Hypertrophic cardiomyopathy is a heterogeneous, progressive disease with a variable age of debut Hypertrophic cardiomyopathy is characterized by myocardial hypertrophy with a bizarre fibre disarray. Angina pectoris, dyspnoea and syncope are the most frequent symptoms. Hypertrophic cardiomyopathy is an important cause of sudden death, especially in children and young adults. The aetiology is genetic in more than 60% of the cases, with an autosomal dominant mode of inheritance. More than 50 different mutations involving six genes have so far been associated with the development of hypertrophic cardiomyopathy. These mutations are located to genes coding for several of the proteins in the cardiac sarcomere. The protein changes seem to compromise contractility as well as sarcomere assembly, thereby secondarily causing compensatory hypertrophy. The management of hypertrophie cardiomyopathy has been markedly improved within the last few years. This emphasizes the importance of determining prognostic markers in each patient. A specific genetic diagnosis may prove to be of major importance.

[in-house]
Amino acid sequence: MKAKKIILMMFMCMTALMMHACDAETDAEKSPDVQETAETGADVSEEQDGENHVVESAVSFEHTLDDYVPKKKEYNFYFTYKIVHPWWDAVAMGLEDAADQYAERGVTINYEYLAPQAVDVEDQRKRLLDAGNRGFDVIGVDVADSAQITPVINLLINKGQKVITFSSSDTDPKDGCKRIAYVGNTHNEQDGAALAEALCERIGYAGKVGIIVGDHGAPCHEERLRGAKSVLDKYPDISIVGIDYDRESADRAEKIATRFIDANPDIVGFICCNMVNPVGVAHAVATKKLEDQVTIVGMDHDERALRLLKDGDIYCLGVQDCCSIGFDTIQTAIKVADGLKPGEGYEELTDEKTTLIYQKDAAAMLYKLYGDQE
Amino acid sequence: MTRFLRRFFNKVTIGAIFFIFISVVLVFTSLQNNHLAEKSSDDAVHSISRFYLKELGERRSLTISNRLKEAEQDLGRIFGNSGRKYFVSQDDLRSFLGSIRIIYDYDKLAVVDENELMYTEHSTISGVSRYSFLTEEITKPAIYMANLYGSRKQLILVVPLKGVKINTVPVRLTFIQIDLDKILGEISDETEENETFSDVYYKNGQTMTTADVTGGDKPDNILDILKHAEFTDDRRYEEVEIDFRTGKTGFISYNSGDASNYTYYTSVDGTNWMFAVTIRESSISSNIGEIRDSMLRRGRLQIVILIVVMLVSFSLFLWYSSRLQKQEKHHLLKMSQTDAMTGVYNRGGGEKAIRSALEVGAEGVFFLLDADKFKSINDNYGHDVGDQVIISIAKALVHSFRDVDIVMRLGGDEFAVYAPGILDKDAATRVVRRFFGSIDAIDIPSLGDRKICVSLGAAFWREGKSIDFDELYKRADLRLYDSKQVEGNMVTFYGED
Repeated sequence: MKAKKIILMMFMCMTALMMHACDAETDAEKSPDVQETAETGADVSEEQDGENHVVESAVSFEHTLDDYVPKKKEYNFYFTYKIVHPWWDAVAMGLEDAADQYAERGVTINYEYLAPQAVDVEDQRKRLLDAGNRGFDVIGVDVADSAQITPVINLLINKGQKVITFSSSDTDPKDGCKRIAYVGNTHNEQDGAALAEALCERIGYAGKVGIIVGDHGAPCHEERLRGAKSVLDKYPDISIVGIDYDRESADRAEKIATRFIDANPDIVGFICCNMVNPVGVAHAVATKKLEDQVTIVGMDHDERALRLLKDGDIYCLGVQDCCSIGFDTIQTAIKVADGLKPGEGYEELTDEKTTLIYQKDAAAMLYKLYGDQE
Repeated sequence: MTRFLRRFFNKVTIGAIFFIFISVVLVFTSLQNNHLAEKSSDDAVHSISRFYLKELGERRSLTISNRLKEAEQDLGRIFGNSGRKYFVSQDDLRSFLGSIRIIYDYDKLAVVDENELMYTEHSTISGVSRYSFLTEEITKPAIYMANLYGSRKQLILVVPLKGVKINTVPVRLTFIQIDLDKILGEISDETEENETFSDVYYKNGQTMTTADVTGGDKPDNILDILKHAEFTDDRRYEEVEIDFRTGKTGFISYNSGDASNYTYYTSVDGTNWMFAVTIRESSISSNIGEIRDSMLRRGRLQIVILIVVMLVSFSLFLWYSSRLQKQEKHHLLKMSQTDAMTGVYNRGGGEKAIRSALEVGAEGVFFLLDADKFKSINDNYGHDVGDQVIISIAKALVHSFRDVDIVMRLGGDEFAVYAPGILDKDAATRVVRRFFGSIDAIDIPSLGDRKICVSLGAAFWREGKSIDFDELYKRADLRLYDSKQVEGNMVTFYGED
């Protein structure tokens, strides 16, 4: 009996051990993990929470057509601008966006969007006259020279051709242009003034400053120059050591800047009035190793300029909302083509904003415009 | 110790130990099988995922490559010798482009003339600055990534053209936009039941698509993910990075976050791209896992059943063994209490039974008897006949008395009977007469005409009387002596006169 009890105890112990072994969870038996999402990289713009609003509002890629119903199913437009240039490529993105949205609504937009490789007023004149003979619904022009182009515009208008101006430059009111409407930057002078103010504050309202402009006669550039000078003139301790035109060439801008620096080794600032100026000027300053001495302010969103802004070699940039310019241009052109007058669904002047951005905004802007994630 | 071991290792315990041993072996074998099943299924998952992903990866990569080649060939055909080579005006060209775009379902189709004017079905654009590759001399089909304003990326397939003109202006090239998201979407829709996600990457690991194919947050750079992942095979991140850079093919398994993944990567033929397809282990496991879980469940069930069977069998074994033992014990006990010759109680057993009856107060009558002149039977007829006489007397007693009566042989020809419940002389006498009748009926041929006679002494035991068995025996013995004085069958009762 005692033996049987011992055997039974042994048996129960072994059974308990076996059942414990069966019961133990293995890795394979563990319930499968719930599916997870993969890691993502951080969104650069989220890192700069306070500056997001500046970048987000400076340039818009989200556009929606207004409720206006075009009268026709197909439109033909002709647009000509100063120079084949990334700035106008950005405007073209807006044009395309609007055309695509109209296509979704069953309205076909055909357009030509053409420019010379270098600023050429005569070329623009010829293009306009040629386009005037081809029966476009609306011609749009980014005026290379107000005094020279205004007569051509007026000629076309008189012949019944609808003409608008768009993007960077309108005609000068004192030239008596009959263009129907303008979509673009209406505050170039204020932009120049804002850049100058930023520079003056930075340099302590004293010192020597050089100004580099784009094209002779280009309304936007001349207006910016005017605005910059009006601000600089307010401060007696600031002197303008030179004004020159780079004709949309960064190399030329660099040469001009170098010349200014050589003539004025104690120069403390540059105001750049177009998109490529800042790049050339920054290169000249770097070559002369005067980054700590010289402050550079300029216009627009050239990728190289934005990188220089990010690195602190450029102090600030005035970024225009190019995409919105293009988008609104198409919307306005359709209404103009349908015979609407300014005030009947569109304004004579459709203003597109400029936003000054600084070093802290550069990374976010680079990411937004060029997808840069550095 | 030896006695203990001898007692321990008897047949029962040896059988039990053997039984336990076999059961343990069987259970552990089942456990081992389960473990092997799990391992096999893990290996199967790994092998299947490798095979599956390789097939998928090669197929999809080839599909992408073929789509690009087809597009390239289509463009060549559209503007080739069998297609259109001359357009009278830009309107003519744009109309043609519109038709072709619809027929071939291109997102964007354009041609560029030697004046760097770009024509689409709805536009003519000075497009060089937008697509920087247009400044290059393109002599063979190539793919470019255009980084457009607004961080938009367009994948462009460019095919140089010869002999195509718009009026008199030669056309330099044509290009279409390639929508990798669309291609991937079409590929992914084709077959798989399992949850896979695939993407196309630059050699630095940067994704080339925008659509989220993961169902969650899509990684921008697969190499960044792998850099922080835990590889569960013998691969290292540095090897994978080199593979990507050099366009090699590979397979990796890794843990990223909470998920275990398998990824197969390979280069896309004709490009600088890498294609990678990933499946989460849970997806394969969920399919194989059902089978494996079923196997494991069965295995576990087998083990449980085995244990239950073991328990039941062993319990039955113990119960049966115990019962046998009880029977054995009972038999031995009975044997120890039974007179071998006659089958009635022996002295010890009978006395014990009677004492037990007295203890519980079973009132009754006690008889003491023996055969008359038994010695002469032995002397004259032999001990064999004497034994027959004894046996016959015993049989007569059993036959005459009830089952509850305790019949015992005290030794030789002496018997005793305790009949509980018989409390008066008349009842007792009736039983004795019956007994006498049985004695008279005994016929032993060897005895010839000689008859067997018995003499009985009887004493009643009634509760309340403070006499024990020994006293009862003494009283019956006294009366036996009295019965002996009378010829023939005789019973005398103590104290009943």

|Bidragets oversatte titel||Hypertrophie cardiomyopathy|
|Tidsskrift||Ugeskrift for laeger|
|Status||Udgivet - 14 sep. 1998|